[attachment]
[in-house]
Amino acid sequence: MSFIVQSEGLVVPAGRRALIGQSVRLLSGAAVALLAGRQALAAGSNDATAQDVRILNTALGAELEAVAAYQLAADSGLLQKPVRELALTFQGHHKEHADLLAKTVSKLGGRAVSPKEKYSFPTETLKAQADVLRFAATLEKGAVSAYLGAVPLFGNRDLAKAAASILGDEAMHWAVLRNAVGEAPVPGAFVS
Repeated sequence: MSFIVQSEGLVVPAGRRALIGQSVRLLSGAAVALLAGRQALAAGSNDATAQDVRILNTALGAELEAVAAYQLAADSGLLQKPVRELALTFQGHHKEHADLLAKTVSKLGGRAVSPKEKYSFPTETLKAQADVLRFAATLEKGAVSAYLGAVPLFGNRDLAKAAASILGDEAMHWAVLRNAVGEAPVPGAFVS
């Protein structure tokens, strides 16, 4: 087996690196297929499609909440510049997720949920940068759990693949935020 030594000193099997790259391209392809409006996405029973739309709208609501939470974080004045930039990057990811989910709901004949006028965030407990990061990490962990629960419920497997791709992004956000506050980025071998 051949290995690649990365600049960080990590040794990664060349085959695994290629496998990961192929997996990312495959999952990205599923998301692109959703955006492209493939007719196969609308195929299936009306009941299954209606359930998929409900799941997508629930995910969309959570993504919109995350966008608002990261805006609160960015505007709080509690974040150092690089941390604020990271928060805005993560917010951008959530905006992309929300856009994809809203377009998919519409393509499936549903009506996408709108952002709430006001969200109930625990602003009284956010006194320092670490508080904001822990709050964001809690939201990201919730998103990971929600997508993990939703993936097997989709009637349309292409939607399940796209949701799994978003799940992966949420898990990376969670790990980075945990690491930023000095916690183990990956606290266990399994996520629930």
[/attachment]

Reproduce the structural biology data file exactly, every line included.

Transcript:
[in-house]
Amino acid sequence: MSFIVQSEGLVVPAGRRALIGQSVRLLSGAAVALLAGRQALAAGSNDATAQDVRILNTALGAELEAVAAYQLAADSGLLQKPVRELALTFQGHHKEHADLLAKTVSKLGGRAVSPKEKYSFPTETLKAQADVLRFAATLEKGAVSAYLGAVPLFGNRDLAKAAASILGDEAMHWAVLRNAVGEAPVPGAFVS
Repeated sequence: MSFIVQSEGLVVPAGRRALIGQSVRLLSGAAVALLAGRQALAAGSNDATAQDVRILNTALGAELEAVAAYQLAADSGLLQKPVRELALTFQGHHKEHADLLAKTVSKLGGRAVSPKEKYSFPTETLKAQADVLRFAATLEKGAVSAYLGAVPLFGNRDLAKAAASILGDEAMHWAVLRNAVGEAPVPGAFVS
């Protein structure tokens, strides 16, 4: 087996690196297929499609909440510049997720949920940068759990693949935020 030594000193099997790259391209392809409006996405029973739309709208609501939470974080004045930039990057990811989910709901004949006028965030407990990061990490962990629960419920497997791709992004956000506050980025071998 051949290995690649990365600049960080990590040794990664060349085959695994290629496998990961192929997996990312495959999952990205599923998301692109959703955006492209493939007719196969609308195929299936009306009941299954209606359930998929409900799941997508629930995910969309959570993504919109995350966008608002990261805006609160960015505007709080509690974040150092690089941390604020990271928060805005993560917010951008959530905006992309929300856009994809809203377009998919519409393509499936549903009506996408709108952002709430006001969200109930625990602003009284956010006194320092670490508080904001822990709050964001809690939201990201919730998103990971929600997508993990939703993936097997989709009637349309292409939607399940796209949701799994978003799940992966949420898990990376969670790990980075945990690491930023000095916690183990990956606290266990399994996520629930």